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31 of 31 people found the following review helpful
4.0 out of 5 stars A Classic Study of a fascinating subject
This book, based on a series of lectures, first appeared in the early 1950s, but it remains a standard reference for anyone looking to discover more about the "irrational" beliefs of the ancient world. Curiously, its subject becomes ever more relevant, as New Age beliefs gain ground in the supposedly rational West -- our modern society seems to be turning the clock back...
Published on 16 April 2003 by Marcus Horatius

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2.0 out of 5 stars Don't buy the Kindle version
I've just bought the Kindle edition, and I regret it. Two specific problems:

1) The book has a very large number of footnotes (over 100 in one chapter) and some of them are lengthy and relevant. But there is no link to them from the text.

2) Most of the Greek quotes - of which there are many - are in microscopic type, and some of them are...
Published 2 months ago by Tony Jackson

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31 of 31 people found the following review helpful
4.0 out of 5 stars A Classic Study of a fascinating subject, 16 April 2003
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This book, based on a series of lectures, first appeared in the early 1950s, but it remains a standard reference for anyone looking to discover more about the "irrational" beliefs of the ancient world. Curiously, its subject becomes ever more relevant, as New Age beliefs gain ground in the supposedly rational West -- our modern society seems to be turning the clock back to a time when magic and superstition still ruled people's hearts and minds. But that's one of Dodds' central contentions: that such beliefs never actually disappeared, despite the intellectual enlightenment of Plato, Aristotle and the other great thinkers of the ancient world. The same is true today it seems.
One caveat for the general reader: there is a profusion of learned notes and untranslated Greek terms which can be off-putting. But the text itself is clear and not over-stuffed with jargon, as is too often the case with more modern academic writing.
I would also recommend Georg Luck's "Arcana Mundi" (Amazon ASIN: 0801825482), which collects many relevant texts on these subjects in new English translations.
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25 of 27 people found the following review helpful
5.0 out of 5 stars E.R. Dodds, the master communicator, 6 April 2000
By 
M.I. "migoe" (Newcastle, UK) - See all my reviews
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This is a book that can't fail to grip. Specialist or non-specialist, or just interested in our culture, Dodds' course of lectures will haunt you. We do our cultural ancestors, the Ancient Greeks, a disservice by thinking of them as the last word in rational thought at all times. They too had their psychic side, upon which their philosophy and art developed. For them, madness or possession (mania)could be positive as well as negative - a god-sent gift to the favoured. There is a thoughtful, attention-gripping, examination of the treatise of Hippokrates on the Sacred Disease (epilepsy). Here too, possibly the first description of an 'out-of-body experience' - to be found in Pindar, c.460 BCE.
When you've read this book, you can't forget it - for the Irrational of the Greeks is with us still, not so very far below the surface.
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40 of 44 people found the following review helpful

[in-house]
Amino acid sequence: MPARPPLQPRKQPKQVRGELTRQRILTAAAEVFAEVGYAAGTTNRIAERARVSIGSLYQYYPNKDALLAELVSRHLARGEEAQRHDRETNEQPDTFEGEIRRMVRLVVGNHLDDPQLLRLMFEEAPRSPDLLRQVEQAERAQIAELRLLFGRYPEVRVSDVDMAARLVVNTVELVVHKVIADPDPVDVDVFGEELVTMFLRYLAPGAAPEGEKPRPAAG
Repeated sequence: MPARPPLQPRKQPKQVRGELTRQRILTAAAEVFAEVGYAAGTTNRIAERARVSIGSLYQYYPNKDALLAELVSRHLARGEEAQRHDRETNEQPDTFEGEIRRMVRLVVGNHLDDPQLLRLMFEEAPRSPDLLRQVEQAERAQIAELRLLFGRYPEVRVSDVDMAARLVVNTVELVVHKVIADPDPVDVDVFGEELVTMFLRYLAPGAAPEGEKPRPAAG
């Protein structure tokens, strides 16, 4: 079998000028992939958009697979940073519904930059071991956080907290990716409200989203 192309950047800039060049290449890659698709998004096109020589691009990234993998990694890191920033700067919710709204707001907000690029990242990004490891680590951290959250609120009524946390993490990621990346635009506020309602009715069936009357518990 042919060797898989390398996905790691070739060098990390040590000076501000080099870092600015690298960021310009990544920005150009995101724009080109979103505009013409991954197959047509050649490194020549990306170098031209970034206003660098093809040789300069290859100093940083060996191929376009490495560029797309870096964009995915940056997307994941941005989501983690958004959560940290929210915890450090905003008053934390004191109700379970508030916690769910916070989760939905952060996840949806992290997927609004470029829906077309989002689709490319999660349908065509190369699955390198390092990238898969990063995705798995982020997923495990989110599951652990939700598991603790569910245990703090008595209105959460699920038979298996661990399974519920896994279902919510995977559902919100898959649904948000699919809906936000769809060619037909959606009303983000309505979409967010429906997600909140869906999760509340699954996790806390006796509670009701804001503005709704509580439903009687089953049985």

5.0 out of 5 stars 'A SIMPLE PROFESSOR OF GREEK', 17 Feb. 2005
By 
DAVID BRYSON (Glossop Derbyshire England) - See all my reviews
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Eric Dodds was sometime professor of Greek at Oxford. This book created a certain amount of a stir in its time both within and outside the arena of classical studies by either addressing, or being believed to address, up-to-date-issues of anthropology and psychology. It consists basically of the Sather Classical Lectures that Dodds was invited to deliver at the University of California in 1950, and as it has been reissued in paperback in 1997 it's fair to assume that the publishers intend it to reach a wider readership than the dwindling band of classical initiates.
I very much hope it does that, but a word or two would probably be in place regarding what to expect and what not to expect to find in the book. The author's preface warns us not to look in the book for a history of Greek religion, and more pertinently recognises that modern scholarship is a worlds of specialists, and Dodds reiterates right at the end that he is 'a simple professor of Greek'. Amateurs, dilettantes and bluffers will find plenty of material to suit them I don't doubt, but Dodds is not one of their number. This work is best read as a standard piece of classical scholarship, not as breaking down any moulds or enclosures. The most casual glance at the daunting catalogue of references in the notes appended to each chapter will show what a vast amount of writing on the topics covered here was in situ before Dodds, and how could it be otherwise? Any commentary on, say, Plato or Empedocles or Greek history by and large had to do its best with issues of religion and trends in thought. There are numerous references to other cultures, and Dodds is certainly better versed in such matters than other classics dons that I knew. By my standards he shows wide reading and deep interest in anthropology and human behaviour. On the other hand my standards in these matters are a thing of shreds and patches, and if I wanted to improve that situation this is not where I would look. The focus here is exclusively on Greeks, and any parallels cited are cited from that point of reference. Another thing to be wary of is trying to read this book as any kind of parable for our times. In my own view it is a powerful parable for our times, but that's my own parable only. In the last chapter Dodds alludes to recent history. His date is 1950, which is nearer to the start of the first world war than to 2005. It seems to me that what he has to say about the recrudescence of irrational religion and what he calls 'the pathetic reverence for the written word' is very near the bone indeed in 2005, but even if I'm right Dodds could not have known that in 1950, and modern history is invoked by him to illustrate ancient history, not the other way about.